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Thread: Best way to clean this up?

  1. #1
    Senior Member Lucretia's Avatar
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    Best way to clean this up?

    OK, it's not exactly a kitchen knife. But it might get used there occasionally. This was my dad's knife, my first experience with a custom. He had it made when I was in high school (and managed to sit around sharpening it menacingly whenever any of us had dates come pick us up.) He died about 10 years ago, and it's probably been sitting in its sheath ever since. I finally managed to get my hands on it, and it needs some cleaning up. I'm thinking a good wash with dish soap and water to get off some of the funk (drying it immediatedly of course!) then a round of Barkeeper's Friend. Saddlesoap for the sheath. It's stainless (no, I don't know which stainless) with micarta & nickel silver (I think the spacers are leather.) Sound like a reasonable approach, or is there a better way?

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  2. #2
    Certainly can't hurt to clean it.

  3. #3
    Cool story.

    STOP !

    Randall's are great collector knives and this one surely has some sentimental value.

    The green is verdigris- a reaction with the brass in the guard.
    Knife was stored in the sheath? A no no.

    The handle looks like micarta with an inlay and aluminum pommel.
    The blade steel appears to be their ss not the carbon.

    I'd just take a soft cloth with some mineral oil on it and gently rub the the whole knife down.

    The saddle soap will soften the leather sheath; not what you want.
    Perhaps a soft clean toothbrush only at this point.

    Randall folks can probably date this for you based on the sheath and handle combo alone spacer (material/inlay/etc).
    Bernard Levine, a Randall collector site, or wait for someone knowledgable to chime in here for more info on care and the knife...

    Maybe get a nice shadow box to put in in for display?

  4. #4

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    Sounds like a good plan of approach. Good luck.

  5. #5
    Lucretia, perhaps post it here:
    http://www.knifetalkforums.com/

    Not sure if you have to register or not.

    However, those guys are the Randall knife gurus and should be very helpful on any clean up, model, history, etc. advice.

    Last I heard, there was a 4-5 year wait after you submitted your order to get a Randall from the shop...

  6. #6
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    Lucretia , how sure are you that it's stainless? If I'm not mistaken, the stainless knives are marked with an "S", while the tool steel knives have no marks other than the maker's mark, like yours.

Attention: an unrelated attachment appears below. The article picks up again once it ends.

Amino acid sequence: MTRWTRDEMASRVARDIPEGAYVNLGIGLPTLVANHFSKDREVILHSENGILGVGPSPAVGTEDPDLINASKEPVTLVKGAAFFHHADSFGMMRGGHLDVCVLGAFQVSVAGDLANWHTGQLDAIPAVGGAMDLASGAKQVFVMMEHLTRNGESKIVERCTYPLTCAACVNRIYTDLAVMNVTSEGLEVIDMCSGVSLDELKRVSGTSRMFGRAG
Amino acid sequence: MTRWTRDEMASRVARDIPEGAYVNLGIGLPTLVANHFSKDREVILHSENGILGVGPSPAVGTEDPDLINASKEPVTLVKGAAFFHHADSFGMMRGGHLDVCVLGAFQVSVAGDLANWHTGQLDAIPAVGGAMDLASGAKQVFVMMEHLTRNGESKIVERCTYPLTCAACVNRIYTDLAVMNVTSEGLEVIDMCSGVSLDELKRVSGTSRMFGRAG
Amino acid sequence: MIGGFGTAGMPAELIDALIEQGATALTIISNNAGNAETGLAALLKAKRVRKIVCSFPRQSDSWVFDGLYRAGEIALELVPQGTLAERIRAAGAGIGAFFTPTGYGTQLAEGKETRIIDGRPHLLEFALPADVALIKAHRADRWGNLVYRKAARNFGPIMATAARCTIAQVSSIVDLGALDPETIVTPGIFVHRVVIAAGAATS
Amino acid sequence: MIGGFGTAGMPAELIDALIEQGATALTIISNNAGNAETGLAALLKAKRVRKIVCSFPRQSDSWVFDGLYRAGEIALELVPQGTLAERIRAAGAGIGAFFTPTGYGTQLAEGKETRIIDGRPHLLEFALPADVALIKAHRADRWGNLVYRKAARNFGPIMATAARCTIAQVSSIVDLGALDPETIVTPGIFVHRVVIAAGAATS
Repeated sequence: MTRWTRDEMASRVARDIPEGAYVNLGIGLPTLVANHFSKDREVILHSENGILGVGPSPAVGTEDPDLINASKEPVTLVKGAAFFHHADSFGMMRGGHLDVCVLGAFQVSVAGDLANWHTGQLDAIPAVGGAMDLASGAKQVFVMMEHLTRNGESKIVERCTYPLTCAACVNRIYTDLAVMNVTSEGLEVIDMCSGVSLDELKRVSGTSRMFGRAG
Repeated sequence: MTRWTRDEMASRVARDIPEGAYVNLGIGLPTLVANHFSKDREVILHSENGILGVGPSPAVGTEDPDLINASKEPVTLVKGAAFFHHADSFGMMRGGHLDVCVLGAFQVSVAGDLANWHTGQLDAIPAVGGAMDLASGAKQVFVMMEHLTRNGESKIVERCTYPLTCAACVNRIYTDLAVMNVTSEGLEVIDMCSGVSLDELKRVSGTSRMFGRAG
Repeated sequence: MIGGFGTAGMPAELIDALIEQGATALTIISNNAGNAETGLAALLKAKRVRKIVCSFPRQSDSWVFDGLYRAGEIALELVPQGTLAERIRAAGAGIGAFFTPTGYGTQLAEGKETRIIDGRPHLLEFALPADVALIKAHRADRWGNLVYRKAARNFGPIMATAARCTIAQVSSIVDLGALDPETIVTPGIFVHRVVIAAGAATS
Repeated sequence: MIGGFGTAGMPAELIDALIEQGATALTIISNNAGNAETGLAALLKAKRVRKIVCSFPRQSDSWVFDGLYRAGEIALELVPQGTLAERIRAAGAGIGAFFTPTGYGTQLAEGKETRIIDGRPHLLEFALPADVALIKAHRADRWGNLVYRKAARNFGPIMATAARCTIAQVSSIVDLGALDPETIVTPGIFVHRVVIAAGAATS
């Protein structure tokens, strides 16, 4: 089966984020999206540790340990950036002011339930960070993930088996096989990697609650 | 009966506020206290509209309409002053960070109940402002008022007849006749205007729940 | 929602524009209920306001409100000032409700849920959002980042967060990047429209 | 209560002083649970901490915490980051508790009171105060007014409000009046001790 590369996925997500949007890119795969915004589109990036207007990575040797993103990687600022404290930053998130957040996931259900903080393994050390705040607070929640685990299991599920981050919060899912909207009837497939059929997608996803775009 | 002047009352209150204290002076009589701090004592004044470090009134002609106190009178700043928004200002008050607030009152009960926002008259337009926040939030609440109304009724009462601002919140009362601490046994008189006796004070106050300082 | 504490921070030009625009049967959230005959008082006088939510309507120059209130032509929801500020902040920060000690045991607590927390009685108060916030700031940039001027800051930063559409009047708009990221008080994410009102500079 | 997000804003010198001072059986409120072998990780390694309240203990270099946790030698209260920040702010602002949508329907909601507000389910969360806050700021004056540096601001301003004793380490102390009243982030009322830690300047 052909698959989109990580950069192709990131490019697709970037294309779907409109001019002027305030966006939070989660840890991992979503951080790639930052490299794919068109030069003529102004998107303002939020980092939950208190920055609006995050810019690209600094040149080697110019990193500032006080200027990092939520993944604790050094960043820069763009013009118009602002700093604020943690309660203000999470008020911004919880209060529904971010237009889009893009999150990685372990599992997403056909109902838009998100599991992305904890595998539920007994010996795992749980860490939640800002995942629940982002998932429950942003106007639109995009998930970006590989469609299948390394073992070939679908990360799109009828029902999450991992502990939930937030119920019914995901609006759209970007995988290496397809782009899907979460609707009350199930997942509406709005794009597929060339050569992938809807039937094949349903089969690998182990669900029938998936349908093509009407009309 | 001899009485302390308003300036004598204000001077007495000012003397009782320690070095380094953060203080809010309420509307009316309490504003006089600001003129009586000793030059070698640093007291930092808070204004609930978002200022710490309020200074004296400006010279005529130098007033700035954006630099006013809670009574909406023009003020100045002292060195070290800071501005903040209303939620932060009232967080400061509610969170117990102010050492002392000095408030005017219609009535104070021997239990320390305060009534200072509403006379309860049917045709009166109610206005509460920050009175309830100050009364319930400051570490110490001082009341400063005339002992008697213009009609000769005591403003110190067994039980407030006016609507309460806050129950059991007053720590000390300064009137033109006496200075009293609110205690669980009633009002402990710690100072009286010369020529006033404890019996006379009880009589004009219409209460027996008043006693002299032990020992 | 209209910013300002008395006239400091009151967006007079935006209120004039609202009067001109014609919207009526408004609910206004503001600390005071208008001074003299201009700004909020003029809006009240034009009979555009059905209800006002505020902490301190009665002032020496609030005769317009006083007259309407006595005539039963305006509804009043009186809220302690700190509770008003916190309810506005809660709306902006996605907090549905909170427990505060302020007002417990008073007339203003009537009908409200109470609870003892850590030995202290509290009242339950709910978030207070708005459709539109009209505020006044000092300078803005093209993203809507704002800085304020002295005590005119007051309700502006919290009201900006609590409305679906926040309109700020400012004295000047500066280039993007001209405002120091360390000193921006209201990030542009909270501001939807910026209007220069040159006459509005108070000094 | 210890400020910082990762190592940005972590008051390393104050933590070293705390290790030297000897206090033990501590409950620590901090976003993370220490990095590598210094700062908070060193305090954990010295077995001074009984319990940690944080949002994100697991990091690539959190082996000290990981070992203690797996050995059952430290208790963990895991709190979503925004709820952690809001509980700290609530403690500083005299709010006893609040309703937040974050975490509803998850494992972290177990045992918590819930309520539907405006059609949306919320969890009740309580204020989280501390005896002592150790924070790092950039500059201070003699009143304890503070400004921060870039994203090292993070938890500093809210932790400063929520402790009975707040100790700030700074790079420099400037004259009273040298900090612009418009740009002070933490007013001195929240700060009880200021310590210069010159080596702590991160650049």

Rick

  7. #7
    I would NOT use bkf on it.Try some flitz with a soft cotton cloth.

  8. #8
    Senior Member Lucretia's Avatar
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    The knife is roughly 35-40 years old. It was made back when Bo Randall was still alive. My dad spent many evenings with graph paper scaling down the profile he liked to get the length he wanted and maintain the proportions. That was probably before calculators were common household items--he did the math by hand. Mr. Randall was a little resistant to making the knife because he was afraid the balance would be off, but my dad persisted. It's not carbon steel--my dad's one complaint about the knife was that he should have gotten carbon because he felt it would have taken a better edge. It is micarta, and the the pommel, guard, and inlay are nickel silver. Dad wasn't very demostrative, but he would get practically giddy when describing the knife while he was waiting for it to be made--we heard about it often enough that it stuck in my head. I'm kind of surprised about the wear on it, considering he was not a very good hunter. Maybe he loaned it to his buddies at the hunting camp so he could actually see it used on a deer.

  9. #9
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    Well, stainless or not, it is a wonderful example of a Randall. I am envious.

    Perhaps 35 years from now one of my heirs will feel the same way.

    Rick

  10. #10
    Don't do anything to it at the moment. If you decide for yourself that cleaning it is what you want to do, and it is strictly a sentimental item, that is one thing. If you deem it a collectors piece, then do nothing to it until you consult someone with much more knowledge than I could hope to fake about any cleaning or restoration. That act alone could devalue such a piece greatly! In the end the final decision is yours to make, but it would be wise to gather all the info you can before committing one way or another. After all, it sat for years, whats a little more time in the interest of gathering information?


    Feel free to visit my website, http://www.rodrigueknives.com
    Email pierre@rodrigueknives.com

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